3. run a build plugin on an Xcode project

The first point does not necessarily need adoption from you as a plugin author, but I recommend it as the plugin execution can be restricted to specific targets.

Points two and three definitely need adoption from you as a package owner. I wrote about that topic in a previous blog post.

Support Arguments for Command plugins

Arguments can be passed to a Swift Package Command Plugin when

  • executed from the command-line

     # Example of passing 
     swift package plugin --allow-writing-to-package-directory format-source-code --target 
     MyLibrary --swiftversion 5.6 --verbose
    
  • executed from Xcode

    Example of passing arguments in Xcode

You should read those arguments and handle them accordingly, e.g. passing them to the executable.

To access arguments you can use ArgumentExtractor from PackagePlugin

A rudimentary helper for extracting options and flags from a string list representing command line arguments. The idea is to extract all known options and flags, leaving just the positional arguments. This does not handle well the case in which positional arguments (or option argument values) happen to have the same name as an option or a flag. It only handles the long -- form of options, but it does respect -- as an indication that all remaining arguments are positional.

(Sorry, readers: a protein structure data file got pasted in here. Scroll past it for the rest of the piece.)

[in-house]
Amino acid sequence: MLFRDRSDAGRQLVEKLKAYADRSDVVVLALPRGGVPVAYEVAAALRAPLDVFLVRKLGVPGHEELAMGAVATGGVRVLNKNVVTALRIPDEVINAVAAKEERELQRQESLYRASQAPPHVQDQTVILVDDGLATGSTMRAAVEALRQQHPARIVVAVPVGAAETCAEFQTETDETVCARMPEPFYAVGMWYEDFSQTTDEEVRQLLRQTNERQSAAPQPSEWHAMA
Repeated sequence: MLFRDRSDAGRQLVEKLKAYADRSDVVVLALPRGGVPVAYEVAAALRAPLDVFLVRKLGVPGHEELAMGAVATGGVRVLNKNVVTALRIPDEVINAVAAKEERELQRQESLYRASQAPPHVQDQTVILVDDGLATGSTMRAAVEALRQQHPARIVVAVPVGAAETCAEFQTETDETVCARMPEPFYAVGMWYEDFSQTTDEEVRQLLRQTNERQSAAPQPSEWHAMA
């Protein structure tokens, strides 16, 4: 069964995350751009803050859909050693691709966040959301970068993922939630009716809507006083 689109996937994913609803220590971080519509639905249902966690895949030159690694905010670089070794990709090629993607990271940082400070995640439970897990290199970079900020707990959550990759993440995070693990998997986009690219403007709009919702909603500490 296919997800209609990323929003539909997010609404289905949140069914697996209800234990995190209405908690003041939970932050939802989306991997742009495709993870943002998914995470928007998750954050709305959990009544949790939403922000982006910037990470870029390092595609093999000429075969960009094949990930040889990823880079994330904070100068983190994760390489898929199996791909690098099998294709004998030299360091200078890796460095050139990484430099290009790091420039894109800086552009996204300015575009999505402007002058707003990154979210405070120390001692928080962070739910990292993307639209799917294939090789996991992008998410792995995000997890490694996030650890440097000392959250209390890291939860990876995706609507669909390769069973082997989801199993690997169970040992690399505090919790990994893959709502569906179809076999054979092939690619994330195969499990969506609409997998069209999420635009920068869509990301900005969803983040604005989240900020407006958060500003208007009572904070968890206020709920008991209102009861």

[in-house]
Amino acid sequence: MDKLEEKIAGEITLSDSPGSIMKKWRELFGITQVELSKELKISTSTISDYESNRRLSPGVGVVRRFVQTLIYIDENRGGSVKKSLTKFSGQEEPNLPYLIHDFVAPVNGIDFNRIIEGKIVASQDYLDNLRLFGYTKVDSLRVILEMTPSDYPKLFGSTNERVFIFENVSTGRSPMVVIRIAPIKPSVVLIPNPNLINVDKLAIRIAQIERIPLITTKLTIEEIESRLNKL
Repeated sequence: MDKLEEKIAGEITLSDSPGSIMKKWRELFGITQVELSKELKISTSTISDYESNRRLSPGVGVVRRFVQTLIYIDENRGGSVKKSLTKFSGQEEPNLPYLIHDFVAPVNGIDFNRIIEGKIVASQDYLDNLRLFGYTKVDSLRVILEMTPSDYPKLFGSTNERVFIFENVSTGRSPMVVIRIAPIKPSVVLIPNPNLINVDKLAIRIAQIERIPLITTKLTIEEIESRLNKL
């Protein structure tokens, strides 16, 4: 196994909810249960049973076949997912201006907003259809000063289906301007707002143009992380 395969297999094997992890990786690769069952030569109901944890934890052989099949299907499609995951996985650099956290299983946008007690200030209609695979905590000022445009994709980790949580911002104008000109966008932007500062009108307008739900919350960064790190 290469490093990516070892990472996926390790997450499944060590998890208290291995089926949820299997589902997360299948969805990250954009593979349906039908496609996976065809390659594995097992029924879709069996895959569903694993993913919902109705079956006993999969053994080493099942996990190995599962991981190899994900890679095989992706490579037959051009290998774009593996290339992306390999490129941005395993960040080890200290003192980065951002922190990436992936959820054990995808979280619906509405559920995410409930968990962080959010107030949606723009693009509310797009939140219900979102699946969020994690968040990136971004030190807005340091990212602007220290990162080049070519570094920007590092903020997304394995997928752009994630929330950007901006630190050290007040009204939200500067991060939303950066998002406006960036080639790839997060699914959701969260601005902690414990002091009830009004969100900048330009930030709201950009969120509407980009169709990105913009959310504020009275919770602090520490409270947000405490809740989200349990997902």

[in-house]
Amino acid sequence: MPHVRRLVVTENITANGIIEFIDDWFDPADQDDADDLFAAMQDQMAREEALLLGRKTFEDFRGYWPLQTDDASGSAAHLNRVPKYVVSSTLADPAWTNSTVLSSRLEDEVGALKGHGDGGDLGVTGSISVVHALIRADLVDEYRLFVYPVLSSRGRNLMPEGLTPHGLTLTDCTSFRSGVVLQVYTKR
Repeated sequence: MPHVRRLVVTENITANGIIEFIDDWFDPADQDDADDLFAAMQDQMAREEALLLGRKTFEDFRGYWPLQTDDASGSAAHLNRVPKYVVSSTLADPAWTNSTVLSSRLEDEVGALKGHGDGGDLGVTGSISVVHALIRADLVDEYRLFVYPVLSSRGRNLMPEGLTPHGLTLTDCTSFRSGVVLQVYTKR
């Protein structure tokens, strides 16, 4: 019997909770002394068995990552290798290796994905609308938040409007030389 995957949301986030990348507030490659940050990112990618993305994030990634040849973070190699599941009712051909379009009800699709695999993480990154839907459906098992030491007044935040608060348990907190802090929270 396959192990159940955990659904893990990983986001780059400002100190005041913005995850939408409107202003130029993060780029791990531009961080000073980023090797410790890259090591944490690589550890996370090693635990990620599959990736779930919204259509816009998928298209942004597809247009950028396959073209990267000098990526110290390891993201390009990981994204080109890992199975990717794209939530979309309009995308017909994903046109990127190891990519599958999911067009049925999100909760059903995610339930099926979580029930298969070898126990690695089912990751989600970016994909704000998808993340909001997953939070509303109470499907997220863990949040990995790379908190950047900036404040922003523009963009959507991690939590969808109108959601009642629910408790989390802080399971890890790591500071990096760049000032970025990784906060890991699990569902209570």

Example

func performCommand(context: PluginContext, arguments: [String]) throws {
    var argExtractor = ArgumentExtractor(arguments)
    let swiftversion = argExtractor.extractOption(named: "swiftversion")

    // ...
}

Support Target Selection

The execution of a plugin can be restricted to a Target (SPM) or a XcodeTarget. Here is an example of how to extract the target information and process only those targets for a Swift Package Command plugin (operating on a Swift Package).

import Foundation
import PackagePlugin

@main
struct SwiftFormatPlugin: CommandPlugin {
    /// This entry point is called when operating on a Swift package.
    func performCommand(context: PluginContext, arguments: [String]) throws {
        if arguments.contains("--verbose") {
            print("Command plugin execution with arguments \(arguments.description) for Swift package \(context.package.displayName). All target information: \(context.package.targets.description)")
        }

        var targetsToProcess: [Target] = context.package.targets

        var argExtractor = ArgumentExtractor(arguments)

        let selectedTargets = argExtractor.extractOption(named: "target")

        if selectedTargets.isEmpty == false {
            targetsToProcess = context.package.targets.filter { selectedTargets.contains($0.name) }.map { $0 }
        }

        for target in targetsToProcess {
            guard let target = target as? SourceModuleTarget, let directory = URL(string: target.directory.string) else { continue }

            try formatCode(in: directory, context: context, arguments: argExtractor.remainingArguments)
        }
    }
}

You can find the complete source code on GitHub.